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Maigret and the Madwoman (A Harvest/Hbj Book) Paperback – 1 Sep 1992

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Paperback, 1 Sep 1992
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Product details

  • Paperback: 176 pages
  • Publisher: Harcourt Brace International; 1st Harvest/HBJ Ed edition (Sep 1992)
  • Language: English
  • ISBN-10: 0156551225
  • ISBN-13: 978-0156551229
  • Product Dimensions: 17.5 x 10.4 x 1.3 cm
  • Amazon Bestsellers Rank: 1,702,964 in Books (See Top 100 in Books)

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Amazon.com: 6 reviews
7 of 8 people found the following review helpful
Ideal summer vacation reading 10 July 2003
By Mary E. Sibley - Published on Amazon.com
Format: Hardcover
Imagine drinking a glass of Calvados. The title is ambiguous. She was a tiny woman insisting upon seeing Chief Inspector Maigret personally. Madame Antoine, aged, having lived in her apartment for a long time, reported that her things had been moved. There is only the key she keeps in her bag. A niece and her son are her only relatives. She is pefectly aware that a young person might consider her mad. The concierge says she is very much like any other old person living by herself. Her clear gray eyes make an impression on Maigret. Then she is murdered, suffocated, and an investigation ensues. The police search and question, after all this is a police procedural. Maigret discovers that the victim had practiced twenty five years of thrift. A character named Le Grand Marcel is brought into the picture.
The fineness of the writing (translated?) transcends the genre. Picking up a Maigret novel is a matter of dealing in a brand name consumer good. One is never disappointed. The storytelling is simple, classical, felicitous. Simenon used masterful economy in his art. The short bursts of information create an almost Raymond Carverish style. One is transported to Paris in the Spring. Time spent in the company of Maigret and his gifted inspectors Lapointe, Lucas, and Janvier is a pleasure.
2 of 2 people found the following review helpful
Thoughtful Writing 25 Nov 2003
By E. Clinton - Published on Amazon.com
Format: Paperback
This is a thoughtful well-plotted mystery. The author does a fine job portrayng Maigret, the other detectives, the victim (an elderly lady), her niece and her niece's son. The writing is simple and easy to understand. Simemon does not waste words but he brings the characters to life. The reader will be kept guessing until the end of the book.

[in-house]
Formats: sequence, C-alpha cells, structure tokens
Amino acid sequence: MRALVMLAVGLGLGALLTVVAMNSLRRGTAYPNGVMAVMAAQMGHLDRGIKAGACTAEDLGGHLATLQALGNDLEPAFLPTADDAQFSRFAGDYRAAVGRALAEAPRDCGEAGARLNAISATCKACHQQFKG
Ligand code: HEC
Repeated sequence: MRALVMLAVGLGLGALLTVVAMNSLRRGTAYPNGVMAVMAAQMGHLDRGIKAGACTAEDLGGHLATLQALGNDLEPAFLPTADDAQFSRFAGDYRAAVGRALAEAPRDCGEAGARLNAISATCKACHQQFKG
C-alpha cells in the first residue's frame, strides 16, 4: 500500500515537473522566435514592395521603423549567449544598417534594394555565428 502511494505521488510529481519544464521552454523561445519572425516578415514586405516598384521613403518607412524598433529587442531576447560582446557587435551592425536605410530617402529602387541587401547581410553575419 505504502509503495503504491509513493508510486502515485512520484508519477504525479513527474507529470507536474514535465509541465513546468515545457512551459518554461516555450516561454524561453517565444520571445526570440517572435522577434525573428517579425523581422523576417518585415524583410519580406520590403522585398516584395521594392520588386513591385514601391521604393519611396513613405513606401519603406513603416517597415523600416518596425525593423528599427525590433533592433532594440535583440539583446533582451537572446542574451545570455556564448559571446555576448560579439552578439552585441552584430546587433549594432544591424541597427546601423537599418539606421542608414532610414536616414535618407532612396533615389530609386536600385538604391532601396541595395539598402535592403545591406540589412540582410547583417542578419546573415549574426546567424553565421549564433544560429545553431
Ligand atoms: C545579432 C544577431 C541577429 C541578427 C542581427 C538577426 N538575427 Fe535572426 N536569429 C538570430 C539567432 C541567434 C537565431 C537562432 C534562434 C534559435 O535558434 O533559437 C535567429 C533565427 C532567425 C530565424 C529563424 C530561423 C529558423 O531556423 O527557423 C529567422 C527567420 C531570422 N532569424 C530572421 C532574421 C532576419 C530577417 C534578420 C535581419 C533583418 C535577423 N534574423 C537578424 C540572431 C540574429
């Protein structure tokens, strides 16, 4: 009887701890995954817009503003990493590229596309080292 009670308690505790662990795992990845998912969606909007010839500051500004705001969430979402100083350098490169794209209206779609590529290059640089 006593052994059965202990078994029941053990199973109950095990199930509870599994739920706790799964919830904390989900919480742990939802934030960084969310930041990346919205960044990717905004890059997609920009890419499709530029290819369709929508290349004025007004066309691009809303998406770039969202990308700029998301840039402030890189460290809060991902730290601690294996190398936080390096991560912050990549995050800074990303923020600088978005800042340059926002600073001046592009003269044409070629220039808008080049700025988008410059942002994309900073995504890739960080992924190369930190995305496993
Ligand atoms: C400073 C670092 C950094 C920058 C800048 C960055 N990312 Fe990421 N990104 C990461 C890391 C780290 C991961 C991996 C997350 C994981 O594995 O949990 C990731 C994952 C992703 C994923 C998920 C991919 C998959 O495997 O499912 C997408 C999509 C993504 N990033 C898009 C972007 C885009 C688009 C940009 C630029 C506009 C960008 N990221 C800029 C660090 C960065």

1 of 1 people found the following review helpful
No motives and few suspects 7 May 2009
By Patto - Published on Amazon.com
Format: Paperback Verified Purchase
We all know how paranoia can grip the elderly. So when an 86-year-old lady tells the police that someone is entering her apartment when she's out and moving things around, and that someone may be following her too, can we blame Maigret for being a bit skeptical?

Will she have to be murdered before Maigret believes her?

This is a low-key case that doesn't make headlines, yet Maigret, once he gets started, gives it his all. There's a secret somewhere, maybe in the keeping of the needy relatives. Yet why rob or kill an old lady when you're going to inherit her money anyway? The Chief Superintendent is at a loss for a motive.

The sun shines persistently throughout the story, in contrast with Maigret's lack of inspiration.

Once again Maigret is cutting back on alcohol, but he does succumb to a second glass of wine at one point. After all, "Dr. Pardon would never know."
Zim Zam 31 Jan 2013
By D. Munro - Published on Amazon.com
Format: Audio Cassette Verified Purchase
All I mean to say is this is a good book by a great author and the reader does an excellent job.
Delightfully old-fashioned 8 April 2008
By Smeddley - Published on Amazon.com
Format: Audio Cassette
This simple and old-fashioned mystery was a pleasant surprise. There was nothing flashy, or garish, or over-the top about it - a straightforward police whodunit. Some readers might find this a trifle boring - we've gotten so used to multiple storylines and side-stories that it's a little hard to switch gears and wind down to something so basic, but it's worth it. Reminds one of simpler times, and harkens back to the days of Agatha Christie (Poirot, though, not Marple).

It's not precisely a solve-it-yourself, but it does give you plenty of food for thought. Even though it's a very short book, the characters are well-written and interesting, giving you even more incentive to at least try to decipher the ending. It's possible, but I think it's more luck than skill if you figure it out. Granted, there are none of the dizzying twists and turns of more 'modern' mysteries, no technology or romance, but it's still very much worth reading for any true mystery fan.
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